In this blog post I show the final part which is how I created the Power BI report which takes the previous 3 steps and then creates the Power BI Report.

I am going to show you how I got the data in using Power Query and then created the Power BI report.

The first part in the series can be found here: Which Power BI Reports do I have access to? – Part 1 – Using the power BI Scanner to get App Workspace data. – Data Analytics | FourMoo and Power BI

The second part of the series can be found here: Which Power BI Reports do I have access to? – Part 2 – Using the Power BI Rest APIs for Apps and Apps Users data – Data Analytics | FourMoo and Power BI

Getting the data using Power Query

The first thing I did was to start off with Power BI template file for the API Scanner. You can find the file here: Scanner API Tenant Metadata – PBI Tips.pbit

I opened the PBIT and loaded my data so that I got it all.

What I then did was I deleted everything except the table called “workspacesbl”, which contains all the workspace information.

This is what the workspacesbl looked like below

Next, I had to get all the reports from the Workspaces which I did below in the table called “reports”, where you can see the output below.

Following on from that I then needed to get report users or report access in the table called “report access where you can see the output below.

Next was to start using the information I got from the PowerShell data I had uploaded to OneDrive Earlier.

The first one I did was to get a list of the App Users, which is in my table called “App Users” as shown below.

This table gives me a list of all the users and which app the users belong to.

Next, I then got a list of the App Names from the App list I had used previously. This allowed me to be able to later relate the App GUID to the App name

This is what my table looked like below called “App Name”

Next, I had to then get a list of all the reports in the App.

This would allow me to then map the App Names to the App reports. This is what it looked like below.

I should also let you know that I am going to use the web url which will allow me later to create a link directly to the App and associated report.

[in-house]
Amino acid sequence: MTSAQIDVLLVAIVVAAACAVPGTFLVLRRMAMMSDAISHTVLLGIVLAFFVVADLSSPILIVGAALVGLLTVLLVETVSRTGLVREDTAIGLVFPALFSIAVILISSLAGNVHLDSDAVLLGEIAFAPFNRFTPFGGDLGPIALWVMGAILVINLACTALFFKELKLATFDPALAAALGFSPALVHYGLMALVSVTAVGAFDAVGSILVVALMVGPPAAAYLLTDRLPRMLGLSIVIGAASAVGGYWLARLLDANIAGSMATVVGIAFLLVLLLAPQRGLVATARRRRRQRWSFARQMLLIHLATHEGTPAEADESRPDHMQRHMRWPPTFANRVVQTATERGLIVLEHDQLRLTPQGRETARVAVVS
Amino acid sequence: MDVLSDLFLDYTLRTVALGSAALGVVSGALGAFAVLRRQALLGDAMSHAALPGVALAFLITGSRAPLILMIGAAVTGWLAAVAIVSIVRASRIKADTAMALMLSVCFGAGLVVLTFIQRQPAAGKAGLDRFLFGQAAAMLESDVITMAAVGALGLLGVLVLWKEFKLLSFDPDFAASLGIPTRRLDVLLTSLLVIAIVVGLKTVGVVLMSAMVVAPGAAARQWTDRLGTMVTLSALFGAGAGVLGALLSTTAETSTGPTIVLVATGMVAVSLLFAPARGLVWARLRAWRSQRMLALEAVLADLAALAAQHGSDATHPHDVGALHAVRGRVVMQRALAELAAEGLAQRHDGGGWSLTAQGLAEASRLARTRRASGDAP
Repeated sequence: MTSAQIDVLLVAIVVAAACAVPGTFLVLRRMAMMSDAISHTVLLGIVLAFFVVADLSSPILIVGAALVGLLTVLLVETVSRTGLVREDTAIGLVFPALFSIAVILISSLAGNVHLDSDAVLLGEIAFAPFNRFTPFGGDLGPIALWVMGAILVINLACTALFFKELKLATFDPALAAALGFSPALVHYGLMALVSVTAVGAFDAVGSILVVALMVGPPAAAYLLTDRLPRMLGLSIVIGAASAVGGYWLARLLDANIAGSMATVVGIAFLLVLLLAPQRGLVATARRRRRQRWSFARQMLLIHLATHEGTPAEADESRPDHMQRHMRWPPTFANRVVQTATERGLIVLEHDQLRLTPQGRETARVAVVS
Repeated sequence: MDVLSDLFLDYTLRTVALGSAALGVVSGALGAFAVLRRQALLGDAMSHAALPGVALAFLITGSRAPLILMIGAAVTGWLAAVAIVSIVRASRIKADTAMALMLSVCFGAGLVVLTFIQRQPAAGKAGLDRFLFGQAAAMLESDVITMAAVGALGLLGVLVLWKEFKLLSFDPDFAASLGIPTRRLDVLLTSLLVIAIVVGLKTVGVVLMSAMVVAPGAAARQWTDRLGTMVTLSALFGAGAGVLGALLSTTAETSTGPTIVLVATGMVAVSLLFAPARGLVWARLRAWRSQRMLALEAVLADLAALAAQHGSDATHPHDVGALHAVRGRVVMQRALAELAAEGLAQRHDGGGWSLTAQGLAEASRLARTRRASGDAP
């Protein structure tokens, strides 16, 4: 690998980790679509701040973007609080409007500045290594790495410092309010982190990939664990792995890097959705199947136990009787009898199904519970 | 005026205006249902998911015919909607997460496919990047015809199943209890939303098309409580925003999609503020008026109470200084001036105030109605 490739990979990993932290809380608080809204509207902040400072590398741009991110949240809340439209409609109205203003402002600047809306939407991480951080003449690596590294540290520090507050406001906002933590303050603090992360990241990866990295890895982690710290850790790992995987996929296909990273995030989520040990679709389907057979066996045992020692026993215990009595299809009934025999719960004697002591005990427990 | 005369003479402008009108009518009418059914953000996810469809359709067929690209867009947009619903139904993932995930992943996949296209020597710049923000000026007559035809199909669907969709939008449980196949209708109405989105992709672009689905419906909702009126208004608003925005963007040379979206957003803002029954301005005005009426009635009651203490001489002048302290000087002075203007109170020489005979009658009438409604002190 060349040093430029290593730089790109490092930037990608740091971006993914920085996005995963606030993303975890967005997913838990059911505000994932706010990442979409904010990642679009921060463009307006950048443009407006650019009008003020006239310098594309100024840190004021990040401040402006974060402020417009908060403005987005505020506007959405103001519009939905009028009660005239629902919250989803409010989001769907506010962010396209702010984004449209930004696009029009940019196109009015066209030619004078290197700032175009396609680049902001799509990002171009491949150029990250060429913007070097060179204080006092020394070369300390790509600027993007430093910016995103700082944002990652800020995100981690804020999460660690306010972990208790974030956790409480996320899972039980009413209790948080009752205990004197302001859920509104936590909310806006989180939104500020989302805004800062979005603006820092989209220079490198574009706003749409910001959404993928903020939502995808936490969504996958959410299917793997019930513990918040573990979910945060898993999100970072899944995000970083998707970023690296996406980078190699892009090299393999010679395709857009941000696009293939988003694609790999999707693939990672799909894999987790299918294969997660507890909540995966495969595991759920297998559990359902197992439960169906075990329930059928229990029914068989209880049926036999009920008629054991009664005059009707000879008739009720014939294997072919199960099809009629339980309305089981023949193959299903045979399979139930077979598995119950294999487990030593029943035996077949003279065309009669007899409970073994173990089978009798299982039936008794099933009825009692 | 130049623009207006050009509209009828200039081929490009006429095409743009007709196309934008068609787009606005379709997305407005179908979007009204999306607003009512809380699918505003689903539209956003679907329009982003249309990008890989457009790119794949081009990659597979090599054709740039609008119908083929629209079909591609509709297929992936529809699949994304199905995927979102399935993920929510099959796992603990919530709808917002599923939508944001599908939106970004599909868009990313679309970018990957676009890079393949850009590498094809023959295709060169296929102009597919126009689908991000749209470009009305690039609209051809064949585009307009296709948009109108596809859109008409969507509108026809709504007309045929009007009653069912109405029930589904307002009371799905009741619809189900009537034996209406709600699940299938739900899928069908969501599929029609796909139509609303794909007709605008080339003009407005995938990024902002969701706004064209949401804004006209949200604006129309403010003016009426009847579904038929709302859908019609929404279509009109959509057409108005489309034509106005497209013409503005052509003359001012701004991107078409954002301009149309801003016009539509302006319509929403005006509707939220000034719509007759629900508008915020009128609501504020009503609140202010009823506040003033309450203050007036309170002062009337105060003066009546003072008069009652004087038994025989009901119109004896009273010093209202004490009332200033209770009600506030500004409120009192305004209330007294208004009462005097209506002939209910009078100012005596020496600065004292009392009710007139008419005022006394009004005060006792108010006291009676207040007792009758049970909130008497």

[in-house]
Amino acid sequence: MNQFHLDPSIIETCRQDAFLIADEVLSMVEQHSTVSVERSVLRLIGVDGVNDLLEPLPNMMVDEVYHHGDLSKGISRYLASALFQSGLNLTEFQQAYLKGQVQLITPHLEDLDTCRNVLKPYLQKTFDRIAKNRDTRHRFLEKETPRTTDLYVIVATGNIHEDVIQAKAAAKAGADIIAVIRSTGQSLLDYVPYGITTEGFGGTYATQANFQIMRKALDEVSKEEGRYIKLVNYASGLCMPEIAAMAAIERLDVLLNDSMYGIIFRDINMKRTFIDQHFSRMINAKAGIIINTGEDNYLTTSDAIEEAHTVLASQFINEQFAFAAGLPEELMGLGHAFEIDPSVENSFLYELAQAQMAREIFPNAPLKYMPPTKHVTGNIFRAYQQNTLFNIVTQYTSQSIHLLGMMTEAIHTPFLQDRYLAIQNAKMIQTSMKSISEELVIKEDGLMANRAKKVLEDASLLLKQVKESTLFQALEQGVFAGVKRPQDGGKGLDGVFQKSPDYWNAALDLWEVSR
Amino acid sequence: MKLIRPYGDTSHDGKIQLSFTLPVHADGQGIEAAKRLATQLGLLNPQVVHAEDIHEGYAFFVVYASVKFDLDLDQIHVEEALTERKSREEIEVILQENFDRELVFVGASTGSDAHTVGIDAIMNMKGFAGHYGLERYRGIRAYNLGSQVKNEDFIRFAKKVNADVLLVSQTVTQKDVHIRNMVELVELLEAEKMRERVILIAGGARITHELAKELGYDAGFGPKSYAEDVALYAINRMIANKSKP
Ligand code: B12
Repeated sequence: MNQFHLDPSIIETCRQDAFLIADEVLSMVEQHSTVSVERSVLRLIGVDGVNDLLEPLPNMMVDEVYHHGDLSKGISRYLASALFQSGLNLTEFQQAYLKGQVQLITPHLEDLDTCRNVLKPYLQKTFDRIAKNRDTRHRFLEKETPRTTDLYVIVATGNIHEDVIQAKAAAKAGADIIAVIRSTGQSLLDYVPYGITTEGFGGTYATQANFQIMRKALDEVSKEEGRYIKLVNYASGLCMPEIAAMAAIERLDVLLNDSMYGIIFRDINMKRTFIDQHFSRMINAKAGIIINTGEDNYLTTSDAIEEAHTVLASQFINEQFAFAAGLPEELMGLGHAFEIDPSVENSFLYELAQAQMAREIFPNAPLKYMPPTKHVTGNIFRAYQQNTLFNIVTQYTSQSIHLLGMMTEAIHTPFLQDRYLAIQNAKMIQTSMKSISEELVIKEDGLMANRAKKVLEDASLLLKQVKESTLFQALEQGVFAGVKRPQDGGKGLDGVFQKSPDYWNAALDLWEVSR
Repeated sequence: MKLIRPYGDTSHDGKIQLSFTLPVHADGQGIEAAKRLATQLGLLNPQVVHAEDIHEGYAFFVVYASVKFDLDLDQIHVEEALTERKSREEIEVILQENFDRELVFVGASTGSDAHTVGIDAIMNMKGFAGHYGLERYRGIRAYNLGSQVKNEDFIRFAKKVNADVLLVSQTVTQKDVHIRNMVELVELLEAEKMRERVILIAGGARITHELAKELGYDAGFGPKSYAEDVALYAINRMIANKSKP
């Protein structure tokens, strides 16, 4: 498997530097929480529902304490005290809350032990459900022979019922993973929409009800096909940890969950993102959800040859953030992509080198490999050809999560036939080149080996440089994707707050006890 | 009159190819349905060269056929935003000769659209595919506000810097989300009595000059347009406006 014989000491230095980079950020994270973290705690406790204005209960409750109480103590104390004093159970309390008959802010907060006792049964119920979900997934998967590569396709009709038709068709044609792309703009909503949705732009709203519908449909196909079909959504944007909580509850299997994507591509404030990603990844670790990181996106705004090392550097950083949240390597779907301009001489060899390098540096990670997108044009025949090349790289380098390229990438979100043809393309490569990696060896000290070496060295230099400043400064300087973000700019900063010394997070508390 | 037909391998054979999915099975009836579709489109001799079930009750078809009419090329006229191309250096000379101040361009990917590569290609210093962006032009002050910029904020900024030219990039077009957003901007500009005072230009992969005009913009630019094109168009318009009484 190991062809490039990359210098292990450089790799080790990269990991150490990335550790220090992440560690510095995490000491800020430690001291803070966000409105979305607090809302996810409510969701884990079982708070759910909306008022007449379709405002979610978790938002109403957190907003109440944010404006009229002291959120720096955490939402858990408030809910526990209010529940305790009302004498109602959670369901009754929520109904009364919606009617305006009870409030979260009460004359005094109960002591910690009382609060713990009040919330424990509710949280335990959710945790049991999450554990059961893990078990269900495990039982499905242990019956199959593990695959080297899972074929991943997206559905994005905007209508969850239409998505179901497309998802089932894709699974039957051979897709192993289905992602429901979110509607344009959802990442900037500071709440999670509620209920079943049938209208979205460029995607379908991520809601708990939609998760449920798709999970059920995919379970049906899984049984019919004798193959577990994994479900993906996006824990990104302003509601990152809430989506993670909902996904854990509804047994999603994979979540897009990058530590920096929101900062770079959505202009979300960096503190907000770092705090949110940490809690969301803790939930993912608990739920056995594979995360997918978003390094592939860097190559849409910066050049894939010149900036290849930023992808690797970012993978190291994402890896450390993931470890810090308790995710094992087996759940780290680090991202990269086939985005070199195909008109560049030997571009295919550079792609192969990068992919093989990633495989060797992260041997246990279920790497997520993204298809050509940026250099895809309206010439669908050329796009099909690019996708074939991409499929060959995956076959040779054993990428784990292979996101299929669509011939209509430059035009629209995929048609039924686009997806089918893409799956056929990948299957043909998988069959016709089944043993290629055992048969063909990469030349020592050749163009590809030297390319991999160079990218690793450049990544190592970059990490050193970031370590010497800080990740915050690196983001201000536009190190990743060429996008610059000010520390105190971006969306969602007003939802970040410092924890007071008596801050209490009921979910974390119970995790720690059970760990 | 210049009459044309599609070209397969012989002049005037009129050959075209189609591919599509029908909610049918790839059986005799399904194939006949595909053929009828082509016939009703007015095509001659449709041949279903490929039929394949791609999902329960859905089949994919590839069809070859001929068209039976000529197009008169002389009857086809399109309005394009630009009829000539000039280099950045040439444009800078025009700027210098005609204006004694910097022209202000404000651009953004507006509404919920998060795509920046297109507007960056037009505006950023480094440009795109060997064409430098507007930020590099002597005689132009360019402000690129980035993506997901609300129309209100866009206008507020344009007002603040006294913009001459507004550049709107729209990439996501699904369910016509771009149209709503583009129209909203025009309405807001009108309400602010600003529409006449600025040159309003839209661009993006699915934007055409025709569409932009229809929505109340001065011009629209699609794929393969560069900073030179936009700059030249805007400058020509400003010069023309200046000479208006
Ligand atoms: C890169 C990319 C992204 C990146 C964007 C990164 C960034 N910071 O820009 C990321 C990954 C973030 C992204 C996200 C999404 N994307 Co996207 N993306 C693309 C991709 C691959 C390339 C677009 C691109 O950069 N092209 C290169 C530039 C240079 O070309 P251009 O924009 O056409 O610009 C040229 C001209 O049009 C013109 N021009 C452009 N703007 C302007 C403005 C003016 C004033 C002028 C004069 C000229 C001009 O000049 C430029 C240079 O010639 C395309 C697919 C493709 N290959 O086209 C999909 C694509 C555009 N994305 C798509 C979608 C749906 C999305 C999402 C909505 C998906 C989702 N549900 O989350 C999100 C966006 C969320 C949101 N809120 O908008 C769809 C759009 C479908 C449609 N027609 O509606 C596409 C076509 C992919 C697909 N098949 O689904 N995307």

Finally, from all the above tables I create a single table called “Reports for Users”, and this table contains all the data from the Apps and Workspaces. This allows me to be able to get all the required data into a single table.

Creating the Power BI Report

Now that I have my data, I can finally create the Power BI Report.

What I wanted to do was to create a measure which would filter to show only the reports for the currently logged in user. Yes I could use Row Level Security but I did not want to do this because of the additional administrative overhead.

Here is the measure that I created below

Is Current User =

VAR MyUserName =


VAR CheckIfMe =

IF ( MAX ( ‘Reports for Users'[Email Address] ) = MyUserName, 1, 0 )



What this measure does is it first gets the user who has logged in with the USERPRINCIPALNAME

Then I check if the user who is logged in matches the rows in the final table ‘Reports for Users’ then give the result of 1, otherwise 0.

This measure is then used as a filter in my table to only show the logged in user.

I then uploaded this report to the Power BI Service, and I could view all the reports that I have access to in both Workspaces and in Apps

Yes, I did create another measure which is a greeting for the user, which is good for troubleshooting if there are any errors or issues.

I also used the Report Link column I created in my Power Query tables, which contains the link directly to the report in either the Workspace or App.


Thanks for reading I hope that you found this series interesting and useful.

I have found that this report is really useful for users to be able to quickly find the reports. Not only that it also helps them view all the reports that they have been granted access to.

You can download the Power BI Template file here: Power BI Reports List.pbit

If there are any questions or comments, please let me know.